Croom was impressed with how true freshman Bo Walters performed at WLB in the Alabama game. "He played extremely well, and for a freshman to go to Alabama in his first start and play the way he played is outstanding." Yet Walters' ideal spot looks to be in the middle, now filled by graduating senior—and converted WLB himself—Dominic Douglas.
"He can pay both positions," Croom said of the rookie. "He's smart enough to call signals and learn both spots. For a freshman to do that is extraordinary." Even so Walters is not being handed the '09 starting job at MLB, because Croom projects a committed junior college player to sign in December—who he could not name but all believe to be Chris White of Gulf Coast CC—to "probably be our starting linebacker, we think he's that good."
Both Karlin Brown and Terrell Johnson have gotten action this season and Croom expect them to continue improving. And redshirted freshman Mike Hunt needs only to keep adding strength and weight in the off-season to factor in. "He can really run, and he's another we think will enter into that group at linebacker." Also, redshirting defensive end Shane McCardell is now being booked to move to linebacker in spring, as a strong-sider. "He's a guy who can back up K.J. He's built a lot like K.J. and runs well. We know he can play that spot now." Linebacker depth and cumulative experience has been much on State's minds this season, even before Chaney went down and forced some moves. Croom doesn't want to ever be in a position again to have to take, say, the best outside rusher and switch him to a more static spot as Douglas has been this year. "And part of your special teams come from your linebackers and defensive ends," Croom said. "That group being stronger and with more size and speed will help."
INJURY UPDATES: DT Jessie Bowman's senior season ended Sunday morning with surgery to repair the torn tendon suffered at Alabama. MLB Dominic Douglas (ankle, groin) did not practice Monday and will likely be held out again today as a precaution. As will S Derek Pegues (concussion). "But they should be ready to go Saturday," Croom said.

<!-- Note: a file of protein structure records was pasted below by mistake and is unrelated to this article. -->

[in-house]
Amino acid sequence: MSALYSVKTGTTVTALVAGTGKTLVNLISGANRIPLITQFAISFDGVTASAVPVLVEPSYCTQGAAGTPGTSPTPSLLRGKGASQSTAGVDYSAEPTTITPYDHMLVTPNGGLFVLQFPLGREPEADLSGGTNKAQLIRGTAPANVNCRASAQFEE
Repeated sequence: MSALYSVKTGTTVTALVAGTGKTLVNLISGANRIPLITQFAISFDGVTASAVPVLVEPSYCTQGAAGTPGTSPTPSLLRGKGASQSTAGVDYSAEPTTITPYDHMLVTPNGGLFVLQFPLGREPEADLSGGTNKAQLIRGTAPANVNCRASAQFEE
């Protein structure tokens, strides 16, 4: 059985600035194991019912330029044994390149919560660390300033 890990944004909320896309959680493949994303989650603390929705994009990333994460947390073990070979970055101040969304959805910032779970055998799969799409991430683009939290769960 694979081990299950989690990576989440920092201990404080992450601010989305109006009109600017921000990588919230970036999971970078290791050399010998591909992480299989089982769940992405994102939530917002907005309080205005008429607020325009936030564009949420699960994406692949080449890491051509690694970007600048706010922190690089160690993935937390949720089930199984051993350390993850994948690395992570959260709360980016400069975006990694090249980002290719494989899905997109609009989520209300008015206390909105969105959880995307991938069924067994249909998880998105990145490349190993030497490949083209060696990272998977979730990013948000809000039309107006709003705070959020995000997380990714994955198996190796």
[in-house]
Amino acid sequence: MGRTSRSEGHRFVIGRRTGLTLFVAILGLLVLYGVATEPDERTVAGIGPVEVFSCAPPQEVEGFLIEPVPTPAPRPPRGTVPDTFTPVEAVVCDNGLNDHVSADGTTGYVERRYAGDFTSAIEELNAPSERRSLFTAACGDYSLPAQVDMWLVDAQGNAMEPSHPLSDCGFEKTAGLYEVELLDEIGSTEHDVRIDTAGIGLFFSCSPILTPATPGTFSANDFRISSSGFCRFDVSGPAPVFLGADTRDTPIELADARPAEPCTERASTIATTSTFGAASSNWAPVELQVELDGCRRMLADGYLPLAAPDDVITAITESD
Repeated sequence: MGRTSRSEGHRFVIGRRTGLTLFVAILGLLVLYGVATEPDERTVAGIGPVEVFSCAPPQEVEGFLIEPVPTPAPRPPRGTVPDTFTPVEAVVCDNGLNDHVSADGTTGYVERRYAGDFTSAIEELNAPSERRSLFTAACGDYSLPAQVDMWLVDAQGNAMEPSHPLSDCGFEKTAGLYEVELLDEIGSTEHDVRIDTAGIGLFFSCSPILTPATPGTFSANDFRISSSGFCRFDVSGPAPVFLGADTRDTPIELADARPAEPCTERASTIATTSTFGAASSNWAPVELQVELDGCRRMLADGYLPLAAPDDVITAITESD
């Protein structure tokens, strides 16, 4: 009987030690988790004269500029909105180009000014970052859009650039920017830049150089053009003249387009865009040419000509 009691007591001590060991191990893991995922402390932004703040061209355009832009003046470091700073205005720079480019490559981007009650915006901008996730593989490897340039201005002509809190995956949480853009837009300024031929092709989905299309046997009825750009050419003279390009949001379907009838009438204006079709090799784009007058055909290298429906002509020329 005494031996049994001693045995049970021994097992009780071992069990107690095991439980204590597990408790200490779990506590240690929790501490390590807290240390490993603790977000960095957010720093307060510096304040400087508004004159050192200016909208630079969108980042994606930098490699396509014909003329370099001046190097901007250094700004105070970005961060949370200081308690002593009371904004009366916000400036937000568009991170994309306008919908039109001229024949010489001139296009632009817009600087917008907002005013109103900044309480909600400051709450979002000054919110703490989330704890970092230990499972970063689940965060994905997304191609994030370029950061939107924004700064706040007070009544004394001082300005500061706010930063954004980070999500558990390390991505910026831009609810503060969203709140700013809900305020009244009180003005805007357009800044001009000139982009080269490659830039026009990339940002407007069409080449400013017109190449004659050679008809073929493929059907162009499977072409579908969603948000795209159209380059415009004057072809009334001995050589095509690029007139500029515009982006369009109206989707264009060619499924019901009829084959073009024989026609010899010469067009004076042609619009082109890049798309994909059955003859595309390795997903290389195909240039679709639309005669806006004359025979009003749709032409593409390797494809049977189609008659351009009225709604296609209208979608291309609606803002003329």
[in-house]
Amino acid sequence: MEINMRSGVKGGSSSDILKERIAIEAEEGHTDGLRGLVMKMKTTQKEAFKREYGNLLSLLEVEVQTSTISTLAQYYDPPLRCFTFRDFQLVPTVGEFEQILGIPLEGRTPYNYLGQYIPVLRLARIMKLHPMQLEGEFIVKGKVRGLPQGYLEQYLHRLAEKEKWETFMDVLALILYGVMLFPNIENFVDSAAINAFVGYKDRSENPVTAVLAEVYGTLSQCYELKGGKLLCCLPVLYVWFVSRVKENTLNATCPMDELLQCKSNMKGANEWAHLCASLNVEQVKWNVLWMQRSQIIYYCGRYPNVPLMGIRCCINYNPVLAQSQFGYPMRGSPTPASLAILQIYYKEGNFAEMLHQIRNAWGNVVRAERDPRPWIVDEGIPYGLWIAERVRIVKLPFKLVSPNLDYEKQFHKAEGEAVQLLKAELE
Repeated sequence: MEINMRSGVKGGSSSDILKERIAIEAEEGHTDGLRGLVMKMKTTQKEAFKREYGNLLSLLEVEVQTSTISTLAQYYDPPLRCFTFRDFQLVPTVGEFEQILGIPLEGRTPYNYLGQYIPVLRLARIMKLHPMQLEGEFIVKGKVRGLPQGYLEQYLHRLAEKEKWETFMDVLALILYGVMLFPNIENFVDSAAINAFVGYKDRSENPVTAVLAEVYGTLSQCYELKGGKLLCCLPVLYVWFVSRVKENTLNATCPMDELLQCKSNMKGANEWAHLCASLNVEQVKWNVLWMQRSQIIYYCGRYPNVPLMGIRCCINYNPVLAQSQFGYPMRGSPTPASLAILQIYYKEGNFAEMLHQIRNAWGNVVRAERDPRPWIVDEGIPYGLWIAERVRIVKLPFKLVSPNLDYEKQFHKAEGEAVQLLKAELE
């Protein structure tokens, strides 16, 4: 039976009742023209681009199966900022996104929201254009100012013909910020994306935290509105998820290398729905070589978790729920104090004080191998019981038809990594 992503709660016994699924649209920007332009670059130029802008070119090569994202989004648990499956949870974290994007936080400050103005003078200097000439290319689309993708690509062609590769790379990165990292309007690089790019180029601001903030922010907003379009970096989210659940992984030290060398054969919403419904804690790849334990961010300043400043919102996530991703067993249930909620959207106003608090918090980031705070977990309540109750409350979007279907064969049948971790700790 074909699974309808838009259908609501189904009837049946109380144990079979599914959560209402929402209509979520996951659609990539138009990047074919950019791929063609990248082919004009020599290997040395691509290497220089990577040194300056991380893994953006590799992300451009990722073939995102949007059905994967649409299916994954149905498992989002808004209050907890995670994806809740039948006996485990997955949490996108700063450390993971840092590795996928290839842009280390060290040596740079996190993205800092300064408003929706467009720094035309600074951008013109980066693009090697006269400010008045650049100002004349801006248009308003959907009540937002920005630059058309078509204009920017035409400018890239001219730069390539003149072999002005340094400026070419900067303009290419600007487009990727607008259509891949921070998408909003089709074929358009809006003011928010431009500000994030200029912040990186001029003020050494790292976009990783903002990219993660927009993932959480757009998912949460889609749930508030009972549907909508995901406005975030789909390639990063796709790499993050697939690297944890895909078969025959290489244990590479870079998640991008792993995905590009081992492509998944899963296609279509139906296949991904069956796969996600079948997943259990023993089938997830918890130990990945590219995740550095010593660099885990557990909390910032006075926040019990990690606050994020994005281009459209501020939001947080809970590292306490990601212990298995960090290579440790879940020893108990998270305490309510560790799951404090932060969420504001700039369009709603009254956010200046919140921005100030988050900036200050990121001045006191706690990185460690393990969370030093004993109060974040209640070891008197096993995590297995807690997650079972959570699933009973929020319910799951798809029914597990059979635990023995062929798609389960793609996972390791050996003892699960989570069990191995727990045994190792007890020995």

"They trying to be easy on me," Douglas said. "I want to come out there but they've got me sitting out today, too. So I'll watch film and try to play the mental part in my head. I've got to show up, it's a couple of nicks and bruises and nothing I can't overcome. It's going to be alright, I just have to get in there and get treatment probably twice a day. And I'll be ready Saturday."
DS Aaron Feld hopes to be ready after a fluke practice injury last week when he took a careless toss from a teammate in the eye. Feld was practicing Monday. His place was taken at Alabama by Anthony Bowles who took care of those duties without issues.
TE Brandon Henderson is more questionable on a bad hamstring he's had for weeks. "He probably will not play unless he is able to practice some this week," Croom said. At Alabama, Nelson Hurst and Kendrick Cook both started at TE (it was freshman Cook's first start) and Austin Wilbanks played. Henderson on the sidelines only aggravates the situation at a problematic position all season.
It's all the more frustrating because the man who would solve many problems there is at practice, but not working as Marcus Green rehabs a groin tear suffered in early September. "We've had to bite our lip on that and let it go," Croom said. "We just can't take the chance it will continue to linger on. He's got to get well because he's very, very valuable to us." Certainly the lack of a ‘speed' tight end like Green has eliminated some of the passing plans for 2008, particularly the down-the-middle throws.
But Croom reminds that these losses show in other more fundamental aspects. "Our staple play, the run off-tackle, has not been there this year." And that's because State simply doesn't have the strength or experience this year at either tight or tackle to consistently execute a most basic play. As Croom said, even when State had no appreciable passing threat or veteran tackles in his early seasons and defenses stacked the front, Jerious Norwood could get to corners with tight ends and fullbacks leading the surge. Not this year, and especially since none of the current backs have the ‘burst' Norwood brought.
"We have not been able to run that play as well this year and that, to me, is like going into a game with one arm tied behind your back. Because that is the centerpiece of what we do, that is our identity."